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Aid (Environmental Factors)

Volume 114: debated on Monday 6 April 1987

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52.

asked the Secretary of State for Foreign and Commonwealth Affairs if he will make a statement on what account is taken of environmental factors in planning the overseas aid programme.

53.

asked the Secretary of State for Foreign and Commonwealth Affairs if he will make a statement on the methods by which he takes into account, in project appraisal procedures, environmental considerations such as impact on soil erosion, deforestation and pollution in developing countries in receipt of United Kingdom aid.

Environmental concerns are at the forefront of our thinking. Our approach is set out in the booklet "The Environment and the British Air Programme", published to mark the European Year of the Environment. Copies are in the Library and have been widely circulated among Members.

I thank my hon. Friend for that answer. I admire the publication that he mentioned. I am pleased that the Government are taking the environment issue so seriously. However, as 40 per cent. of our aid goes through multilateral agencies, will my hon. Friend ensure that those agencies consider environmental issues with the same seriousness?

I am delighted to be able to assure my hon. Friend that this issue will be discussed at the spring meeting of the development committee of the World Bank this week. I also intend to raise it at the European Community Development Council meeting in May, if not otherwise engaged.

Absolutely. I draw the attention of the hon. Gentleman to what we say in the booklet that I mentioned on that subject, and in particular to our programme on the Korup forest.

Given the Minister's declared commitment to environmental programmes and policies and the fact that this is the European Year of the Environment, why was his Department's environmental unit abolished some years ago and merged into the natural resources section? Will he undertake to reconsider that this year, so that environmental matters can have the precedence in his Department that his statements imply they should have?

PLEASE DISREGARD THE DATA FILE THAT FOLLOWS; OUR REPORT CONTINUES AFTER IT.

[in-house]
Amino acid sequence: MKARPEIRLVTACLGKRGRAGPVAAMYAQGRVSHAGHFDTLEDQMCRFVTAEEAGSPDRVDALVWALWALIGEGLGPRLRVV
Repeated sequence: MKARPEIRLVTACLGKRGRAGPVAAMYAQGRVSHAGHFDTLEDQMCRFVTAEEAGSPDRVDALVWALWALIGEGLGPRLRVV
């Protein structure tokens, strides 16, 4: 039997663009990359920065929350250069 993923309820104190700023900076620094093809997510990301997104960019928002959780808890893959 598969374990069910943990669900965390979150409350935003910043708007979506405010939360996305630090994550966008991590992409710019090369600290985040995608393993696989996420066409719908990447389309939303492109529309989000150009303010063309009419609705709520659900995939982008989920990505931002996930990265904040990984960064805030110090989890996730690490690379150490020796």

I do not accept what the hon. Gentleman has said. We have 23 professional natural resources advisers, backed up by 320 scientists and experts in our scientific units. We have two social development advisers, and we have recently appointed an environment adviser. We have quite enough professional advice, and more than many others.

Does my hon. Friend agree that more scientific research is needed into forestry, so that reafforestation can take place more quickly and effectively?

There is a strong argument for that. I am pleased that our aid to forestry has increased by 80 per cent. over the past four or five years, and also that our research programme related to environmental issues has increased.

When the Minister attends the EEC meeting in May, will he ensure that no EEC funds or, if it is in his power to do so, no World Bank funds, are used to finance development projects in the Amazon rain forest that result in the destruction of the environment of the indigenous Indian community and cause serious soil pollution through deforestation?

As I said earlier, if I am able to attend the Development Council meeting in May I shall raise the sort of matter to which the hon. Gentleman refers, because I wish environmental issues to be discussed at such meetings.